Even before the Second World War, cases of interracial unions had been recorded in the Netherlands, but the greater part of the Dutch public in the late nineteenth and early twentieth centuries still considered these bonds extraordinary. If the possibility of such unions crossed the minds of common Dutch citizens at all, they were mainly associated with colonial life in the Dutch East Indies. Although certainly not unambiguous aspects of colonial life, mixed unions were part and parcel of the Dutch colonial experience. Even in this colonial context, however, unions of White women with Indigenous men were extremely unusual. A European woman who entered such a marriage excluded herself from the community of Europeans. In the Netherlands itself, the term “mixed marriages” was used during this period primarily to refer to unions either outside the individual’s social class or with spouses of a different religious background, an important distinguishing feature in strongly “pillarized” Dutch society. In her book, Altena presents three cases of Dutch White women who, against all odds, married men of color. They did so in a period when it was still quite unusual and—perhaps as a result of this uniqueness—all three of the analyzed marriages figured prominently in the news. The unions were also represented in other cultural media expressions such as fiction. This gives Altena the opportunity to analyze how ethnic identity was constructed in Dutch media from various angles.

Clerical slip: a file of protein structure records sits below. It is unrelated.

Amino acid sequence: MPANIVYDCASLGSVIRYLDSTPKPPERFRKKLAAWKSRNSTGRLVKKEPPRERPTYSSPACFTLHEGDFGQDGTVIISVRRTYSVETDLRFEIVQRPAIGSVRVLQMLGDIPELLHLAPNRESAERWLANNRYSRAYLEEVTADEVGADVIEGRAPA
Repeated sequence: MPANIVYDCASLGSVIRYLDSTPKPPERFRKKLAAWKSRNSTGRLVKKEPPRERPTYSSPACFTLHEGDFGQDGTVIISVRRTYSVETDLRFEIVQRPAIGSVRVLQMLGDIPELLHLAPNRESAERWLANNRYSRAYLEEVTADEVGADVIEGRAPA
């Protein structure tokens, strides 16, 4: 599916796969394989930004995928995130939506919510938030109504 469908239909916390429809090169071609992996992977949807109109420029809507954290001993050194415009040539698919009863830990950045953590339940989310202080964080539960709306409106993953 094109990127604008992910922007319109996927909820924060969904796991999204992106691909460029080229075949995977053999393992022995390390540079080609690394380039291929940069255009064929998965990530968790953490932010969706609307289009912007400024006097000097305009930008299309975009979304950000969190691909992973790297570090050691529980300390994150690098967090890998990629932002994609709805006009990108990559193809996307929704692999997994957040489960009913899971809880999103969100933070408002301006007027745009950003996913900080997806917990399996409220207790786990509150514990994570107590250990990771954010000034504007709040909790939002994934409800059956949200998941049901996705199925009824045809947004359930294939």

Altena’s first case concerns the marriage of Frederick Taen, the son of a Chinese father and an English mother, to the Dutch woman Mia Cuypers. It is interesting to note that Taen’s partial European roots were apparently completely lost in the public representation. Was this something Taen did on purpose? He might have deemed Chinese roots favorable for his business trade. Cuypers was the daughter of a famous Dutch architect, P.J.H. Cuypers, known among other works for building the Rijksmuseum. The artistic background of the bride and the affluence of the groom made the union interesting enough to be represented in several instances of cultural expression. Mia Cuypers was a special woman in other respects as well; she went against the grain multiple times, first by marrying Frederick Taen, then by divorcing him, and, later, by not totally denying the misalliance.